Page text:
bgfishingduo bgfishingduo

Original MGM Cartoon title art

The image above left is the original art, for the original title card of Rudolf Ising’s 1940 MGM Cartoon, The Fishing Bear. The image above right is the original art for the reissue print of the same cartoon in the 1950s. MGM did that. They re-did the titles when they reissued a cartoon. Unfortunately the original negatives to their pre-1952 cartoons no longer exist, so finding original nitrate film prints – or the incredibly rare original art – is a big deal to those of us who regularly research cartoon history.

Both these pieces above were recently acquired – along with 18 other astounding MGM animation originals – by my favorite gallery owner Mike Van Eaton. Mike’s my favorite because when he gets stuff like this he calls me over to look at it and help him identify it. This mother-load of MGM Holy Grails includes background art from such films as Abdul The Bulbul Ameer, Blitz Wolf, Farm of Tomorrow and Good Will To Men; and title cards from Peace on Earth, The Goose Goes South, Dance of The Weed and Milt Gross’ Jitterbug Follies.

I can’t post them all here, but click thumbnails below to enjoy a few scans from this cache. Yes, they are for sale. If interested contact Mike right now.

  • These are amazing. Checking through the Van Eaton Gallery’s site I see they have some original Winsor McCay “Gertie The Dinosaur” art. Ooh, if only I had the spare bucks…

  • Pablo

    Wow, those are absolutely beautiful! Jerry, how I would love a complete boxset of the restored MGM shorts…

  • Roberto Severino

    This is exactly the reason WHV should start releasing their non Tom and Jerry MGM cartoons on DVD, which includes the Harman-Ising films, all the Tex Avery cartoons (maybe include Droopy again), and the other films that Hanna-Barbera made at the studio (Officer Pooch, etc.). I’d love to see “Blitz Wolf” have its title cards properly restored. Jerry, have you tried convincing them to start restoration work on these films, and also the post 1943 Popeye cartoons?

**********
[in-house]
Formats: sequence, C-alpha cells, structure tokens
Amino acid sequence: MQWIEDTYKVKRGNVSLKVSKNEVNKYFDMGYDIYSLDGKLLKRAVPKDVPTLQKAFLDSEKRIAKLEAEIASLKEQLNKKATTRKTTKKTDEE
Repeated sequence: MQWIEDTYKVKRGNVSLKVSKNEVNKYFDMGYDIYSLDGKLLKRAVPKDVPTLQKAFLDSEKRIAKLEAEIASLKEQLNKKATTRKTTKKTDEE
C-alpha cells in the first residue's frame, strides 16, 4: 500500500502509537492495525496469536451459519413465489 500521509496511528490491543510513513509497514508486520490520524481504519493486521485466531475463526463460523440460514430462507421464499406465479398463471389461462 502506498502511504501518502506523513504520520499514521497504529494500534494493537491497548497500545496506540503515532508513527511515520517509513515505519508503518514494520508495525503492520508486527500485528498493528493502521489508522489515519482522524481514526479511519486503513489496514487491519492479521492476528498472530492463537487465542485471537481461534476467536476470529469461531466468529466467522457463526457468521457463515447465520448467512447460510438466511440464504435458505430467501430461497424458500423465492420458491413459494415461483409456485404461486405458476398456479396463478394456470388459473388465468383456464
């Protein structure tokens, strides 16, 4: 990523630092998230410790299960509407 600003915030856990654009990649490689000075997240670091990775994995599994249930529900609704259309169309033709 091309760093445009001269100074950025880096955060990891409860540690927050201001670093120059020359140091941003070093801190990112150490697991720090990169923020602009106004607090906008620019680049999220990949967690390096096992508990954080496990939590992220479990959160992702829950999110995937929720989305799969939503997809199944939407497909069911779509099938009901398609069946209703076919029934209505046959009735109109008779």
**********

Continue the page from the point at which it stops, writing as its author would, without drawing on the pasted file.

• VinceP

    I’m a total sucker for a nice title card! So freakin’ cool! Thanks Jerry!

  • Chris Sobieniak

    Jerry, you look cute holding up that Count Screwloose title card!

  • Pez

    I sure hope Mike got a high quality scan to archive before those beauties start selling. Some collectors don’t like to share once they own the art. Thank you Jerry and Mike for sharing this with the cartoon fans of the world.

  • Kristjan

    IT is quite clear that studios would have saved the animation historians lots of headache if they would have left the cartoons intact when reissued and I still don’t get why they wanted to re-do the titles since they were clearly no improvement over the original titles as in the above case of The Fishing Bear. Probably one of those bad side effect of the UPA fashion.

  • Rooniman


  • F Flood

    The drawing style of the Count Screwloose title card reminds of the style of drawings seen on the Terry-Toon lobby cards of the mid-1930’s. Leonard Matlin has an example in OF MICE AND MAGIC, and accurately states that the drawings have more skill and life than the films they advertised. Could this have been done by Dan or George Gordon?

  • Polyvios

    If there is only a way to go back in time and stop these negatives to these old cartoons from being lost forever. That way we could restore them easily.

  • Ted

    Mike Van Eaton has provided me with and allowed me to post the ’39 title cards on my blog, including the Peace on Earth card:

  • Randy

    “The Fishing Bear” was reissued in 1947 so UPA would have had no influence on the new title design. M-G-M just seems to have wanted the titles on reissued cartoons to be consistent with the look of the new cartoons they had in release at the time. Perhaps they thought audiences would be less likely to notice they were watching an “old” cartoon.

  • Neat stuff, Jerry —thanks for sharing!

  • Jeff

    We want the old MGM Cartoons back on Boomerang. Like “House of tommorrow, car of tomm.” and such.

  • Martin Shellabarger

    Is there any estimate of how much of our cartoon history is at risk, and how much has been transferred to disc?